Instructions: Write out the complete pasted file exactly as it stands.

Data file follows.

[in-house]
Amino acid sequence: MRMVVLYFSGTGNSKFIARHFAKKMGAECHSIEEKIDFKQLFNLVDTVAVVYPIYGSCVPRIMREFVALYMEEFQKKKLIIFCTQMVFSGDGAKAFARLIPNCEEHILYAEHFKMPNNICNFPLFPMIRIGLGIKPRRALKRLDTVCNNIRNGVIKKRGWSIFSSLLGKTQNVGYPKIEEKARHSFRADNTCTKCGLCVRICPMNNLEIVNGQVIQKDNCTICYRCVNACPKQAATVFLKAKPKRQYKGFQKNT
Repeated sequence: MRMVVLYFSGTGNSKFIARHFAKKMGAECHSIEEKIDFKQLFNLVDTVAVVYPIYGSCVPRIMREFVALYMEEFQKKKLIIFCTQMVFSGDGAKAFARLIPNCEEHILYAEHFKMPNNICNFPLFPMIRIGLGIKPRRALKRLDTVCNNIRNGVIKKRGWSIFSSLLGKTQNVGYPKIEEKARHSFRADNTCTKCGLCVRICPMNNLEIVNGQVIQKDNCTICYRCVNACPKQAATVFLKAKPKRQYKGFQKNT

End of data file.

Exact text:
[in-house]
Amino acid sequence: MRMVVLYFSGTGNSKFIARHFAKKMGAECHSIEEKIDFKQLFNLVDTVAVVYPIYGSCVPRIMREFVALYMEEFQKKKLIIFCTQMVFSGDGAKAFARLIPNCEEHILYAEHFKMPNNICNFPLFPMIRIGLGIKPRRALKRLDTVCNNIRNGVIKKRGWSIFSSLLGKTQNVGYPKIEEKARHSFRADNTCTKCGLCVRICPMNNLEIVNGQVIQKDNCTICYRCVNACPKQAATVFLKAKPKRQYKGFQKNT
Repeated sequence: MRMVVLYFSGTGNSKFIARHFAKKMGAECHSIEEKIDFKQLFNLVDTVAVVYPIYGSCVPRIMREFVALYMEEFQKKKLIIFCTQMVFSGDGAKAFARLIPNCEEHILYAEHFKMPNNICNFPLFPMIRIGLGIKPRRALKRLDTVCNNIRNGVIKKRGWSIFSSLLGKTQNVGYPKIEEKARHSFRADNTCTKCGLCVRICPMNNLEIVNGQVIQKDNCTICYRCVNACPKQAATVFLKAKPKRQYKGFQKNT